The bed creaks with his weight shifting. The shrieking mattress sounds begin anew, shrill arpeggios less like love-making than like the substitute screams in a movie where someone’s getting stabbed to death in a motel shower.

Breathless, my dad’s voice says, “Even if my daughter wasn’t perfect, I love her.” He says, “I’d lie, cheat, and kill to get my little girl back.”

The incoming message on the PDA, it was from Camille Spencer. The “Brass Monkey” song is unmistakable; it’s my mom’s signature ring tone. And the message? It consisted of three words: “SHE IS RISEN.”

DECEMBER 21, 8:28 A.M. EST

A Tourist among the Dead

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Gentle Tweeter,

It was always my mother’s coping mechanism to acquire far-flung maisons. In Stockholm and Sydney and Shanghai, a backup plan to every backup plan; that way she’d always have a refuge. Such was her fail-safe strategy: redundant places to retreat. If tax laws changed in one nation, or not-favorable publicity exposed her to public ridicule, my mom fled to sanctuary in Malta, in Monaco, in Mauritius.

For my father, girlfriends served the same function. In the same way my mother never fully committed to living in one domicile, my dad never favored one Miss Warty MacWanton. The subtle, largely unacknowledged appeal of extra homes and lovers relies on not making actual use of them. That unfulfilled longing, the idea of a gorgeous vacant home or a pining concubine, sustains the object’s attraction. Picture Playboy centerfolds or the idle harem ladies painted by Delacroix or the vacant rooms depicted in the pages of Architectural Digest. All of them empty vessels waiting to be filled.

So upon shocked exposure to my dad’s extramarital hanky-panky, I retreat. I bleed backward along the copper wiring of the Rhinelander hotel. Confronted, I quickly retrace my route back to the penthouse foyer and emerge like a bubble of my ghost self from the outlet I first entered. The process involves expanding, inflating my balloon of ectoplasm to roughly my chunky thirteen-year-old size. My facial features solidify, then my horn-rimmed glasses, followed by my school cardigan sweater and tweedy skort. Last to take shape are my Bass Weejun loafers. At that, the remainder of my ghost self trickles from the outlet, intact but Ctrl+Alt+Disillusioned.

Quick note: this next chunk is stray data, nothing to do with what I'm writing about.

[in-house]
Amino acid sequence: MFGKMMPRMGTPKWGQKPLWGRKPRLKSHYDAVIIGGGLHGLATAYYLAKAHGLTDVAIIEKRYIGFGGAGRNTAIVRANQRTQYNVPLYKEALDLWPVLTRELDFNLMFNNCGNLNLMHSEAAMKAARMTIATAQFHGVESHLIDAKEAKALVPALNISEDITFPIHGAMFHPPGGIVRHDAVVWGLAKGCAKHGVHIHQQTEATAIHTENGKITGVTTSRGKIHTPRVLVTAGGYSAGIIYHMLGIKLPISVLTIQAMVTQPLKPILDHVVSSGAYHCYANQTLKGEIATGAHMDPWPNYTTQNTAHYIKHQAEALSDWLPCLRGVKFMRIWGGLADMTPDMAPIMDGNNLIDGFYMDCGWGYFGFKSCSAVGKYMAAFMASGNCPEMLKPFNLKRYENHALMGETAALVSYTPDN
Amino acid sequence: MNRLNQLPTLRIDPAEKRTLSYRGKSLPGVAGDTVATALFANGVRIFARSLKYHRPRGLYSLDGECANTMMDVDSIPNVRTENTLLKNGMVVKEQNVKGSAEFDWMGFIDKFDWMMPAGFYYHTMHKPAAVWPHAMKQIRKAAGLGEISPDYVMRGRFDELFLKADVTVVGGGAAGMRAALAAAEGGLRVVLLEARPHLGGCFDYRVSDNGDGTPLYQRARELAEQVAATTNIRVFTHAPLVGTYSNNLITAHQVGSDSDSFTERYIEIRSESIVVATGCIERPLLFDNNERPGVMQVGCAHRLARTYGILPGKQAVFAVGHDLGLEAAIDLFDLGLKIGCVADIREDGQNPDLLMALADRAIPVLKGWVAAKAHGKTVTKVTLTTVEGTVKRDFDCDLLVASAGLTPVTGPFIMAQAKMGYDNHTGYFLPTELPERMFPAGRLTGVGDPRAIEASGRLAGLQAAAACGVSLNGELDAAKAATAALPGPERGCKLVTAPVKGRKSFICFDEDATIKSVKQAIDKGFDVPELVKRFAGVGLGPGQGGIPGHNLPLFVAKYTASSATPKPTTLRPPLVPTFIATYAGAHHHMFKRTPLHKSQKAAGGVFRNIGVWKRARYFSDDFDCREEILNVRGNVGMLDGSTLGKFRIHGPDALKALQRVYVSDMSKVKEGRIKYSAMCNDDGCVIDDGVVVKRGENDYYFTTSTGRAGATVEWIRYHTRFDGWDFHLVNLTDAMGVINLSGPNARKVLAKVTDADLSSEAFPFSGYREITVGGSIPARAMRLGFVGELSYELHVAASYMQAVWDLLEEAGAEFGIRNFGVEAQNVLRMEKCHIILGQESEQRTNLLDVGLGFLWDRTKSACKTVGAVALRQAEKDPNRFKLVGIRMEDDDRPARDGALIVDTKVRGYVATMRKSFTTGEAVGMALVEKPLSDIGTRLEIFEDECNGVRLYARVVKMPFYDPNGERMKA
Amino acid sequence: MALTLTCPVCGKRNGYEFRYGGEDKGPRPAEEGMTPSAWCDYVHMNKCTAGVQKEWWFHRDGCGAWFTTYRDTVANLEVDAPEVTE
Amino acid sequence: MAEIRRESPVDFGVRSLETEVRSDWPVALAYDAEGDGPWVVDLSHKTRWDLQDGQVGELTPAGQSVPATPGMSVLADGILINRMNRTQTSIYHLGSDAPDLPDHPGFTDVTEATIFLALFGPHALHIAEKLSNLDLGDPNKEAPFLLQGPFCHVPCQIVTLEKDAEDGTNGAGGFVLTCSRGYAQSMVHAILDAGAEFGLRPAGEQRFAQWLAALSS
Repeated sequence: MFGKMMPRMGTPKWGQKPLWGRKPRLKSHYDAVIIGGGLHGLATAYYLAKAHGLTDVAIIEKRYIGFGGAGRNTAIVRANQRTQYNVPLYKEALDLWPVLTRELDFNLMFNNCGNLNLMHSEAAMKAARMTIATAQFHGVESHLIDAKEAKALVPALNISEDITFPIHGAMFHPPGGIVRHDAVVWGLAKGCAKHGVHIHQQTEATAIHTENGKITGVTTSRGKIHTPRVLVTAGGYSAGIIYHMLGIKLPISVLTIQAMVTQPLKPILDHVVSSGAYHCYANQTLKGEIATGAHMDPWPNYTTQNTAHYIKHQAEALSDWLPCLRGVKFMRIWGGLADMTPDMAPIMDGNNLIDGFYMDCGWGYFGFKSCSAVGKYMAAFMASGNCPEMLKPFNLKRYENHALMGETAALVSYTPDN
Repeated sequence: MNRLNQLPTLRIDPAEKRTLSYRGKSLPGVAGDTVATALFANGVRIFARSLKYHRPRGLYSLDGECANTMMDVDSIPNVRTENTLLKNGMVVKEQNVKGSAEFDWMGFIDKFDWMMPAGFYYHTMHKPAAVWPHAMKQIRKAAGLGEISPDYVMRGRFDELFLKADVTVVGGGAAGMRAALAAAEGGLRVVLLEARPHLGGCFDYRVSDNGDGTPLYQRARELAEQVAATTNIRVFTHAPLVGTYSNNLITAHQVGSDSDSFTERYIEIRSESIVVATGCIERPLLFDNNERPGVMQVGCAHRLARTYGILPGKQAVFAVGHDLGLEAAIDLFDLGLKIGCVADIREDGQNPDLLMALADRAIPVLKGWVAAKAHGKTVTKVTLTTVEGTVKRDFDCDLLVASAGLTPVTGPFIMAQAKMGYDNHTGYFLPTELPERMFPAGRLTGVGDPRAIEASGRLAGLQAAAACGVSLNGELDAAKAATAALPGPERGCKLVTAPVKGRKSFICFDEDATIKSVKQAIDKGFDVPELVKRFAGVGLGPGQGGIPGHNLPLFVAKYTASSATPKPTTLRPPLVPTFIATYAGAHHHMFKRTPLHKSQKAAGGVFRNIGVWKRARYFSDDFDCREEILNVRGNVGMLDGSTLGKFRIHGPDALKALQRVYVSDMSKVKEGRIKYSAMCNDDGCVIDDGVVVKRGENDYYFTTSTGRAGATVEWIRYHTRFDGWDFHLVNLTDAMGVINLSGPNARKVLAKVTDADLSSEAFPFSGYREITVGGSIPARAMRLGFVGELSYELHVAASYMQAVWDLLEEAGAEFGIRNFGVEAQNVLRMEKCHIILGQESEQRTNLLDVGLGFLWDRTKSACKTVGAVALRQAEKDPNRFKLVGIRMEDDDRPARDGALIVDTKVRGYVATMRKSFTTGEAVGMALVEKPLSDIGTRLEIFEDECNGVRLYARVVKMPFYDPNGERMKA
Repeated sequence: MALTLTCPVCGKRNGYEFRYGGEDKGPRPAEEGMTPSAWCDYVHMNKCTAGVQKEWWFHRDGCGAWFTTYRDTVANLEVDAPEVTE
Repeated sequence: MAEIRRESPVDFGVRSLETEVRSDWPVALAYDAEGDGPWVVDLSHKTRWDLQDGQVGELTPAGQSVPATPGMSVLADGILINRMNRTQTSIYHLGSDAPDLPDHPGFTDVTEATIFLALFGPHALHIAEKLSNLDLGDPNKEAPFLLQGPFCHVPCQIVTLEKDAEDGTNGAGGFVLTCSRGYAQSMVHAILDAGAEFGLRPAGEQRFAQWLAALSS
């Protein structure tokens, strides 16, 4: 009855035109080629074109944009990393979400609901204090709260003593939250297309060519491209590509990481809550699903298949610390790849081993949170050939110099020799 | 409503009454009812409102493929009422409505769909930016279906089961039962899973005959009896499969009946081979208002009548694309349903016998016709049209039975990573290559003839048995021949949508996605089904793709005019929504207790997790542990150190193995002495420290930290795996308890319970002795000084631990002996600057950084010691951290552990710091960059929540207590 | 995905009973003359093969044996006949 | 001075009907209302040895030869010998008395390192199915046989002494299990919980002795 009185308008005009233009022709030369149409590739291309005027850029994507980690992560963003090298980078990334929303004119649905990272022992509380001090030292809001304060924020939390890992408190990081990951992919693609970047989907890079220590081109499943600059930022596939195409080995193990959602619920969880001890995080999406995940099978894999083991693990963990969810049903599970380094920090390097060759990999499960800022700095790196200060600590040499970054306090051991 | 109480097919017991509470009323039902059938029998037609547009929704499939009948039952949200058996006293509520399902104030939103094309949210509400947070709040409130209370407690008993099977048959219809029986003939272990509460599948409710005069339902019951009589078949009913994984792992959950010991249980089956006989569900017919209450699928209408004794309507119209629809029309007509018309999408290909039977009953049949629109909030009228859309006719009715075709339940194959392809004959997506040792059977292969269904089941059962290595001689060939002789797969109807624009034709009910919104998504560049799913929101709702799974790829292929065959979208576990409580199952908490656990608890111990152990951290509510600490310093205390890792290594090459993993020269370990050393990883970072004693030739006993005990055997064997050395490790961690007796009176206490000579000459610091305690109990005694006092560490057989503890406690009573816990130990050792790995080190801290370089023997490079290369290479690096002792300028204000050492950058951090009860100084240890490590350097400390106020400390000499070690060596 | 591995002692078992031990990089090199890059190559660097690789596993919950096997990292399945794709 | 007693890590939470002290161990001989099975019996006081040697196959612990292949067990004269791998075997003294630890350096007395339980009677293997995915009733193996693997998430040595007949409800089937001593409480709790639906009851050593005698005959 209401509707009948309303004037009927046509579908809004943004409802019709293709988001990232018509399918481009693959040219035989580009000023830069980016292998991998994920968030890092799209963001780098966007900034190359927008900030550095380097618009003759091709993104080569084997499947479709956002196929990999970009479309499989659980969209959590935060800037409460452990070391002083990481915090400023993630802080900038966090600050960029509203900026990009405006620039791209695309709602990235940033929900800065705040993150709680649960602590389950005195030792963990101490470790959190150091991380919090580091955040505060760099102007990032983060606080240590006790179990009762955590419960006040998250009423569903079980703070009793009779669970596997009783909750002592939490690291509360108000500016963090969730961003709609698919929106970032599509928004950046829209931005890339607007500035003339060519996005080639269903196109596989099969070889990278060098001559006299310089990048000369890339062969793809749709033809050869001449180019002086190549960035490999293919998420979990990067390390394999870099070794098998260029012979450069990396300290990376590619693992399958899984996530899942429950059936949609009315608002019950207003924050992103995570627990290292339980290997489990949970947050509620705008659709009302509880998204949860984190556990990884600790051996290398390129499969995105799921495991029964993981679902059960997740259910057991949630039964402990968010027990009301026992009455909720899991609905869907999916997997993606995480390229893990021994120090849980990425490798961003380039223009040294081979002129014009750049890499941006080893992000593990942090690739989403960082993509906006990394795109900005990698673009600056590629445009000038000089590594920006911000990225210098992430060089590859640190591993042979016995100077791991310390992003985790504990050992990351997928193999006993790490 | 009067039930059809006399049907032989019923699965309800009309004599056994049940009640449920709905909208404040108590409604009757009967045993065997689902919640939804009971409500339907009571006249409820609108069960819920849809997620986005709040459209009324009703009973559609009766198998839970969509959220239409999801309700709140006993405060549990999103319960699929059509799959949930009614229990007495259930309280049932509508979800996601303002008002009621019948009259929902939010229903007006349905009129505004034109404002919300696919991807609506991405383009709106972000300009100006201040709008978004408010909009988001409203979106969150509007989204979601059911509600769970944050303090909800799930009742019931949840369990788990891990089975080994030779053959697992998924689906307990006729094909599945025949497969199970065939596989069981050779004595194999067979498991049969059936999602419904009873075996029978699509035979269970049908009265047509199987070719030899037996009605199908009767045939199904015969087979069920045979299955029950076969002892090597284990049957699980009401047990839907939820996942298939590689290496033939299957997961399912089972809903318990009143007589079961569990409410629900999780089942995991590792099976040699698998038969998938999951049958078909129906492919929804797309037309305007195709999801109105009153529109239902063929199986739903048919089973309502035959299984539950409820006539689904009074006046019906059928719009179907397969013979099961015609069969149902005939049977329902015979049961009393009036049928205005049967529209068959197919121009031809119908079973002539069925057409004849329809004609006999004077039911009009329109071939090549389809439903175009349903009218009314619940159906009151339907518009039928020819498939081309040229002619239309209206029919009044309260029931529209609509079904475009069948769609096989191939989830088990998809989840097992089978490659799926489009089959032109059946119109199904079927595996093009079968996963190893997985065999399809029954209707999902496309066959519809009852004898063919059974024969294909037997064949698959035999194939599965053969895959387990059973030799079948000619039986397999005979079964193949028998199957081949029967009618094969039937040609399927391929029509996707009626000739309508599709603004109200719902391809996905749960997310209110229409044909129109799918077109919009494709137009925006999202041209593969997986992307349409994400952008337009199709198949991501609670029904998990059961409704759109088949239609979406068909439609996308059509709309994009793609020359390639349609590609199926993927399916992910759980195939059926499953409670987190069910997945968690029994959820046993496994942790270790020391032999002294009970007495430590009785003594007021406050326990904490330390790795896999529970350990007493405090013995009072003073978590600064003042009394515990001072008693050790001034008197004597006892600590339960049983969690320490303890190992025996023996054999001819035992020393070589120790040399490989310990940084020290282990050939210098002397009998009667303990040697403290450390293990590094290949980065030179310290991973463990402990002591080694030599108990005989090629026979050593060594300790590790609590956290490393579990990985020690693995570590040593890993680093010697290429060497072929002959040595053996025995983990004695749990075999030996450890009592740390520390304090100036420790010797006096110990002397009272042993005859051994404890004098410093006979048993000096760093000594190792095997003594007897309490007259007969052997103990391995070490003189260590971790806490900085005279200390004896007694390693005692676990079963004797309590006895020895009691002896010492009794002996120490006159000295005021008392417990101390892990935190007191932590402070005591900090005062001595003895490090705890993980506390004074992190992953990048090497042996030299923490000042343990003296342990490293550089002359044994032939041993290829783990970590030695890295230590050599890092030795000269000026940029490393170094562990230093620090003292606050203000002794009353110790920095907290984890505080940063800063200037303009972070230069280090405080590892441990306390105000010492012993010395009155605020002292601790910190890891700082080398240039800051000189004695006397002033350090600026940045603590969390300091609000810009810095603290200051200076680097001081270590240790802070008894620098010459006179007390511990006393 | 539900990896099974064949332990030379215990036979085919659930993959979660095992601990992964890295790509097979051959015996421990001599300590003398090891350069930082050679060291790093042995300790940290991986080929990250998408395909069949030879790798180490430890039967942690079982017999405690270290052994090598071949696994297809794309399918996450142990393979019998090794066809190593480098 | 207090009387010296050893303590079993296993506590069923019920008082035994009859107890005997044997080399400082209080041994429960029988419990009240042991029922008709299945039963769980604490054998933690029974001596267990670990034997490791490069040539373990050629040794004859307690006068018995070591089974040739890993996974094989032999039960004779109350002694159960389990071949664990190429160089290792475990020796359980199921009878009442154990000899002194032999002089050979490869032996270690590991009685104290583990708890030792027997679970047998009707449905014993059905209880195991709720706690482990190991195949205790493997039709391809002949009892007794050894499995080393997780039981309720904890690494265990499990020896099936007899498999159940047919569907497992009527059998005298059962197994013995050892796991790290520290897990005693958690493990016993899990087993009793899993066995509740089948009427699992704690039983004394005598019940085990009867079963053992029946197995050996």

And it would seem I’m not alone. A man stands among the furniture, the chairs and tables humped beneath their white dustcovers. He stands below the chandelier in its cheesecloth shroud. Ghost me, my ghost eyes are locked with the eyes of this stranger. Perhaps here is the ghost hunter my nana tried to caution me about.

Gentle Tweeter, you may label me as a snotty elitist, but it still amazes me to see Americans in the United States. For most of my childhood I’ve trekked from Andorra to Antigua to Aruba, all of those glorious tax-haven states, in the constant migration of income tax exiles as they seek to shelter their gargantuan salaries in Belize and Bahrain and Barbados. My general impression was that the United States had shipped all of its citizens offshore and become largely operated and inhabited by illegal aliens.